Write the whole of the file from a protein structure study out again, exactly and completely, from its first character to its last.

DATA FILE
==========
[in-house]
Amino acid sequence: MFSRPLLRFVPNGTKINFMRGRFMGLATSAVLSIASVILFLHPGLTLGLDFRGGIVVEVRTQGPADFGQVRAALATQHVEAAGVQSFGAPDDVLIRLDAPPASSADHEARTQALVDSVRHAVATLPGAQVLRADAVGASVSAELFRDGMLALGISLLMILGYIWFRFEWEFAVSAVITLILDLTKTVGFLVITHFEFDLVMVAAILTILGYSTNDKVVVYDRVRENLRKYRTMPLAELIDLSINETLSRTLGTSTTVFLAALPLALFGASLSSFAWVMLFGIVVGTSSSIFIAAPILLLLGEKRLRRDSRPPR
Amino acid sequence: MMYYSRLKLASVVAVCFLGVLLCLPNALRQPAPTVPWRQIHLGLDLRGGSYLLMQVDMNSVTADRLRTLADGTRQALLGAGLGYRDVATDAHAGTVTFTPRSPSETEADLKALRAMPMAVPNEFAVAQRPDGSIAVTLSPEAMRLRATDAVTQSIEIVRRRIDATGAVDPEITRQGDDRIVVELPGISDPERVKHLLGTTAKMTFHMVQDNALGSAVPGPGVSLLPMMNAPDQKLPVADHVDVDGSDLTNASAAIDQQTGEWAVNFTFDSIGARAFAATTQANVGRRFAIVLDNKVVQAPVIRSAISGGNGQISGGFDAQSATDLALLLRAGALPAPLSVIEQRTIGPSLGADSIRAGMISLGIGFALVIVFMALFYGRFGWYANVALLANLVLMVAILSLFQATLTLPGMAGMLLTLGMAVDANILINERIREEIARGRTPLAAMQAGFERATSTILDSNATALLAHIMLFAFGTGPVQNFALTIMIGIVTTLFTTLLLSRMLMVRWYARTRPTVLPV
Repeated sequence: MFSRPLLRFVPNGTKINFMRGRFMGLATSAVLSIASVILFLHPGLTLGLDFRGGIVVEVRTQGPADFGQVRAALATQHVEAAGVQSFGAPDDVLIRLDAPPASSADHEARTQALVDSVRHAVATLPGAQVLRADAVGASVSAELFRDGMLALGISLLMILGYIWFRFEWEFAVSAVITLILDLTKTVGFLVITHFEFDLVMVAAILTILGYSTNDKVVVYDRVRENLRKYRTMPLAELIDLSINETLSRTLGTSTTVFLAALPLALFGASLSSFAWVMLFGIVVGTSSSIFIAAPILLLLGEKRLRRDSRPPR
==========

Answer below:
[in-house]
Amino acid sequence: MFSRPLLRFVPNGTKINFMRGRFMGLATSAVLSIASVILFLHPGLTLGLDFRGGIVVEVRTQGPADFGQVRAALATQHVEAAGVQSFGAPDDVLIRLDAPPASSADHEARTQALVDSVRHAVATLPGAQVLRADAVGASVSAELFRDGMLALGISLLMILGYIWFRFEWEFAVSAVITLILDLTKTVGFLVITHFEFDLVMVAAILTILGYSTNDKVVVYDRVRENLRKYRTMPLAELIDLSINETLSRTLGTSTTVFLAALPLALFGASLSSFAWVMLFGIVVGTSSSIFIAAPILLLLGEKRLRRDSRPPR
Amino acid sequence: MMYYSRLKLASVVAVCFLGVLLCLPNALRQPAPTVPWRQIHLGLDLRGGSYLLMQVDMNSVTADRLRTLADGTRQALLGAGLGYRDVATDAHAGTVTFTPRSPSETEADLKALRAMPMAVPNEFAVAQRPDGSIAVTLSPEAMRLRATDAVTQSIEIVRRRIDATGAVDPEITRQGDDRIVVELPGISDPERVKHLLGTTAKMTFHMVQDNALGSAVPGPGVSLLPMMNAPDQKLPVADHVDVDGSDLTNASAAIDQQTGEWAVNFTFDSIGARAFAATTQANVGRRFAIVLDNKVVQAPVIRSAISGGNGQISGGFDAQSATDLALLLRAGALPAPLSVIEQRTIGPSLGADSIRAGMISLGIGFALVIVFMALFYGRFGWYANVALLANLVLMVAILSLFQATLTLPGMAGMLLTLGMAVDANILINERIREEIARGRTPLAAMQAGFERATSTILDSNATALLAHIMLFAFGTGPVQNFALTIMIGIVTTLFTTLLLSRMLMVRWYARTRPTVLPV
Repeated sequence: MFSRPLLRFVPNGTKINFMRGRFMGLATSAVLSIASVILFLHPGLTLGLDFRGGIVVEVRTQGPADFGQVRAALATQHVEAAGVQSFGAPDDVLIRLDAPPASSADHEARTQALVDSVRHAVATLPGAQVLRADAVGASVSAELFRDGMLALGISLLMILGYIWFRFEWEFAVSAVITLILDLTKTVGFLVITHFEFDLVMVAAILTILGYSTNDKVVVYDRVRENLRKYRTMPLAELIDLSINETLSRTLGTSTTVFLAALPLALFGASLSSFAWVMLFGIVVGTSSSIFIAAPILLLLGEKRLRRDSRPPR